The Warriors and Hawks square off in an entertaining series that treats fans who haven’t tasted the sweet smell of The Finals in decades (in Golden State, and ever in Atlanta. The Hawks won an NBA title in 1958 as the St. Louis franchise ). It’s also a matchup of the two best teams from the regular season, a dream matchup for fans of the space and pace movement. In the end, the Warriors depth and that raucous home court advantage at Oracle is too much for the Hawks. Warriors in 7.

 Ian Thomsen, NBA.com

Predictions

East finals: Bulls over Hawks.

West finals: Warriors over Clippers.

NBA Finals: Bulls over Warriors.

Comment: I feel insane, actually, for picking a team so troubled with injuries. But the Bulls’ main players are now ready to go and their roster is brimming with deep playoff experience. Their defining series will come in the second round against Cleveland, when the Bulls will reestablish their defensive willpower while Rose finds his role. The Clippers will “upset” the Spurs and provide a hard challenge to Golden State, but nothing can prepare the Warriors for the defensive intensity of an NBA Finals against Chicago.

Lang Whitaker, NBA.com’s All Ball blog

Predictions

East finals: Hawks over Cavaliers.

West finals: Spurs over Warriors.

NBA Finals: Spurs over Hawks.

Comment: In the East, I’m going with the Hawks and Cavs to emerge. I think Chicago will give Cleveland a run in the semis, but Atlanta and Cleveland will emerge as victors, with the Hawks continuing their regular season success against Cleveland and coming out of the East. And in the West, The Warriors will continue to roll and meet the Spurs in the Conference Finals, where the Spurs will teach the Warriors an old man lesson and defeat Golden State. In the Finals, Pop and Bud will meet, but the student will not be able to defeat the master, and the Spurs will finally get repeat titles. (And I am definitely not trying to jinx the Spurs if the play the Hawks in the Finals, either.)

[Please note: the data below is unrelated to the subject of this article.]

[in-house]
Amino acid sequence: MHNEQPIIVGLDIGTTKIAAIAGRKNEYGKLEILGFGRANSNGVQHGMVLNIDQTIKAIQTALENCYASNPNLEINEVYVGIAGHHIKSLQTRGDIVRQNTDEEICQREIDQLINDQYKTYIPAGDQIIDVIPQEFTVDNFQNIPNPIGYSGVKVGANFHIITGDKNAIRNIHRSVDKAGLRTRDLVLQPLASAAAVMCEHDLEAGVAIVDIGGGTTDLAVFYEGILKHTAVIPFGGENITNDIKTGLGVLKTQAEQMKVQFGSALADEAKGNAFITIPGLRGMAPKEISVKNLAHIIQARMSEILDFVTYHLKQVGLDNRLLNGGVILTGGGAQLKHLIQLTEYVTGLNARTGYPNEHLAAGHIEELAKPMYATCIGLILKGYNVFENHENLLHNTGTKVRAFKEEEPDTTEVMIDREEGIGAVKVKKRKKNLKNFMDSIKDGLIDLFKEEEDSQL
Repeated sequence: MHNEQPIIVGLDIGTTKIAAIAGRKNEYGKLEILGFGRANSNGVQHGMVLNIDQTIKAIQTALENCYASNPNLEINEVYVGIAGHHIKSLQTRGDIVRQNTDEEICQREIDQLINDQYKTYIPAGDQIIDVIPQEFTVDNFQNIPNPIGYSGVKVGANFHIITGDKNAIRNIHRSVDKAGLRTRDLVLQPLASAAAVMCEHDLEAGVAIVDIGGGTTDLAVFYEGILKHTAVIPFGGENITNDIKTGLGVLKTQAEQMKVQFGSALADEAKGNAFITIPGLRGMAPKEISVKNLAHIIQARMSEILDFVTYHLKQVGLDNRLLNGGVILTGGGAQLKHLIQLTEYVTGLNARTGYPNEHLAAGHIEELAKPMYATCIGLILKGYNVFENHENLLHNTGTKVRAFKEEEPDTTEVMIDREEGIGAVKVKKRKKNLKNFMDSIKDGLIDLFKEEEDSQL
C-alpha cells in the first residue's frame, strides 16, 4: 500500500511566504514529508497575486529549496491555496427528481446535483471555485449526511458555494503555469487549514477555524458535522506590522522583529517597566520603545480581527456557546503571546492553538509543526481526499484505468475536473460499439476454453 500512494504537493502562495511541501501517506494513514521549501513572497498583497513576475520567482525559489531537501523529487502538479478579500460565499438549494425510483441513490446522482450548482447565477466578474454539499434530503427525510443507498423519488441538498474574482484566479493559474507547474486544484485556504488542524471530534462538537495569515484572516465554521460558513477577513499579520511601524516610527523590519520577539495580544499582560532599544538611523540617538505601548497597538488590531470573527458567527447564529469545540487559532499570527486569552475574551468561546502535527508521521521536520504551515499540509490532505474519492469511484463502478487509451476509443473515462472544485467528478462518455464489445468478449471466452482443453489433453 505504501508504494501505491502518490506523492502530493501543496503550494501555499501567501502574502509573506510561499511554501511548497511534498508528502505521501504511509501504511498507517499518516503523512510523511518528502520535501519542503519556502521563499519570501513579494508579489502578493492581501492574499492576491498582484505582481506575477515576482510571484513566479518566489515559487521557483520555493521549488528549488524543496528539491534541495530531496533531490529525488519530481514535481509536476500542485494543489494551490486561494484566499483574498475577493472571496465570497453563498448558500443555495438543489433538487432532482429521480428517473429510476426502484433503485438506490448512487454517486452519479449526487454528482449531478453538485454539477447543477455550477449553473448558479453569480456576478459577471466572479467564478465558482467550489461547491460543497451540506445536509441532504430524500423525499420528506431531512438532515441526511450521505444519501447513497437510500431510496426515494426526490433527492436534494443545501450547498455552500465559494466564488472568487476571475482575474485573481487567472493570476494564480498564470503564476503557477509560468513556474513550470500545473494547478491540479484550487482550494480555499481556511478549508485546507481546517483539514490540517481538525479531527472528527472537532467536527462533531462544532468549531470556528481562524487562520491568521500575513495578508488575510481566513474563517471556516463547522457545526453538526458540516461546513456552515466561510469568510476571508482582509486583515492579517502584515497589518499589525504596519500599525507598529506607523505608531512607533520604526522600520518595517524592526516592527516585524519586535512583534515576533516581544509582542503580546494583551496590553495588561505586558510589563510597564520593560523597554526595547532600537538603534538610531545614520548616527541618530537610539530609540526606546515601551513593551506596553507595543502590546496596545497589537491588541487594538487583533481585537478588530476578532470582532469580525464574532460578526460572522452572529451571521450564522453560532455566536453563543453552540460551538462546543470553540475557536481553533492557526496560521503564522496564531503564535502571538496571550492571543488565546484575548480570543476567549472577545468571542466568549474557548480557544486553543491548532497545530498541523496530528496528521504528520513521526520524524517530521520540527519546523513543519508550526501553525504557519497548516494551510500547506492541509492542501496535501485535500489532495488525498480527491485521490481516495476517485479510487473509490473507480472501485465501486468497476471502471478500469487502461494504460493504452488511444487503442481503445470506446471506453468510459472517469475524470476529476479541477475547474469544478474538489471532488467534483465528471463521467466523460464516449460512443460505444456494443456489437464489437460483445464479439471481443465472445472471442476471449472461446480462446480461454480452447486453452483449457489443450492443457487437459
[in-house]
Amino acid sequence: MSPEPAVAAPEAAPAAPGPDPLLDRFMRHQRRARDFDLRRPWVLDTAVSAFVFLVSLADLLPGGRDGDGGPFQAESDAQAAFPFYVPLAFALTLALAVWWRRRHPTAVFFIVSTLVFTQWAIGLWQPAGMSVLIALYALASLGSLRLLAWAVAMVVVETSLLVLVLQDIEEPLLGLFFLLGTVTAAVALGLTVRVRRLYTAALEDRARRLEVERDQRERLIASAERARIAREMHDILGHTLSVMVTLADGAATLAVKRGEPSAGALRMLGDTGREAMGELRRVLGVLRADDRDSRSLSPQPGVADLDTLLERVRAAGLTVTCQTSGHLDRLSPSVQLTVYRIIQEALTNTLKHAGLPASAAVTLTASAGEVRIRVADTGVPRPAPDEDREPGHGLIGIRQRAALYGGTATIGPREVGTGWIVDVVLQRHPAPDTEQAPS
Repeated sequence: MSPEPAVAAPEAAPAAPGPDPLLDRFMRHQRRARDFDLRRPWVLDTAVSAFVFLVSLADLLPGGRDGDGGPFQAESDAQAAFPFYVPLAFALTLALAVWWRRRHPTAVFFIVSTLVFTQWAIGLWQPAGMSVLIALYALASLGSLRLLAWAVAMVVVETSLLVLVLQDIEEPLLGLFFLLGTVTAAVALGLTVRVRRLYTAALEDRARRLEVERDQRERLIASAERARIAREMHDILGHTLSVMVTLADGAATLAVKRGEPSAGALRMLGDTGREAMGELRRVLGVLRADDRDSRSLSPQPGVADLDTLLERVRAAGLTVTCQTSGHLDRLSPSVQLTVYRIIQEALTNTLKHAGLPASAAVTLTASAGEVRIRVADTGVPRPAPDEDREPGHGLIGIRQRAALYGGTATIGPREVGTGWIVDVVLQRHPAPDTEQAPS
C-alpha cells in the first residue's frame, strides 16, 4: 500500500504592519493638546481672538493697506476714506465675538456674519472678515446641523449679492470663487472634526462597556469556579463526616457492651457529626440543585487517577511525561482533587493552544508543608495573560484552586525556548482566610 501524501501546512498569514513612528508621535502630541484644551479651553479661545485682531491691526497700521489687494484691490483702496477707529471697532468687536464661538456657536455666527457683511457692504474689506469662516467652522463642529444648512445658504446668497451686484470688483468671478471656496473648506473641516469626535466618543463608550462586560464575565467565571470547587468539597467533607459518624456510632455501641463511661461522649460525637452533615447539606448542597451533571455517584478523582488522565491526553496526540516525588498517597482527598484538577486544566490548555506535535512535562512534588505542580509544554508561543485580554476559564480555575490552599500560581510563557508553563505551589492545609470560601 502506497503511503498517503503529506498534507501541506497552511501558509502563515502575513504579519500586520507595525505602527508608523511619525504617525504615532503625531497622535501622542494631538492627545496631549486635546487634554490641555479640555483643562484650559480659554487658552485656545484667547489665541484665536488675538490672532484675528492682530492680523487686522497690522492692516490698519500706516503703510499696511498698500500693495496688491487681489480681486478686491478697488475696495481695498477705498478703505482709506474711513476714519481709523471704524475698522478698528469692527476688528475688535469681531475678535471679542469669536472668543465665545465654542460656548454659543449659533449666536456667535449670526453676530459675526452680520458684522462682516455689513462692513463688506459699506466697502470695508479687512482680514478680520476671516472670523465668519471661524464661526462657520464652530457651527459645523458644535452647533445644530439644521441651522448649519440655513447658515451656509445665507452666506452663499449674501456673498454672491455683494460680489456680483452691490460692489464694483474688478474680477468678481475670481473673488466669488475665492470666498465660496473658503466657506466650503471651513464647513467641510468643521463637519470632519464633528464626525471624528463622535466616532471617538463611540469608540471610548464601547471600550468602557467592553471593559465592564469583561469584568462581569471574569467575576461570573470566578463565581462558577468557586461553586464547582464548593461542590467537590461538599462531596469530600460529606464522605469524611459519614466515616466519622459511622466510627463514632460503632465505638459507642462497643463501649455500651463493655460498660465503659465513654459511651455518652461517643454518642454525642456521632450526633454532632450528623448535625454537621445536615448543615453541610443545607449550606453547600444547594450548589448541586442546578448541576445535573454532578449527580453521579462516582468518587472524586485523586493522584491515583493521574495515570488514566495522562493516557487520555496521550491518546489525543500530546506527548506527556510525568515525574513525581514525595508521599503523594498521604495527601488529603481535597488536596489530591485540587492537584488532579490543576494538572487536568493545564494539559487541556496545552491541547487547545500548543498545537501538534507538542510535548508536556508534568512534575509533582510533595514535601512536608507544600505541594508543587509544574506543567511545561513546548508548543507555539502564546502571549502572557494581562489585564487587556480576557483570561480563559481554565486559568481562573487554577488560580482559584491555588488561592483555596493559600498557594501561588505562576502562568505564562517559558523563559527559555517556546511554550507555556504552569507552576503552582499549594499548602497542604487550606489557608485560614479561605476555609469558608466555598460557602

For more debates, go to #AmexNBA or www.nba.com/homecourtadvantage.

Blogtable: Favorite memory of 2014-15?

Each week, we’ll ask our stable of scribes across the globe to weigh in on the most important NBA topics of the day — and then give you a chance to step on the scale, too, in the comments below.


BLOGTABLE: Spurs or Warriors out West? | Upset-minded East team? | Lasting moment of 2014-15?



VIDEOThe Starters reveal their top 10 plays from 2014-15

> Looking back: What was your favorite moment from the 2014-15 regular season?

Steve Aschburner, NBA.comGreat players doing great things is, uh, great. But I most vividly recall a Cinderella afternoon in January when Miami’s Hassan Whiteside hung a rare points-rebounds-blocks triple-double on the Bulls in Chicago. An NBA D-League refugee who’d bounced through Lebanon and China before opening 2014-15 playing pickup at the YMCA in Charlotte, Whiteside, 25, became the sort of story we don’t get much anymore in a league where everything and everybody is thoroughly scouted, analyzed and plumbed for value. The 7-footer wound up starting 32 games for the Heat, averaging 11.8 points, 10.0 rebounds and 2.6 blocks. But as he went for 14-13-12 in less than 25 minutes off Miami’s bench, he seemed as incredulous as us onlookers. “I told my teammates, man, you won’t believe how things work out in life,” Whiteside said. “[I was] at the downtown Y, just chillin’. Workin’ on my game. I couldn’t even get a team to pick up the phone.”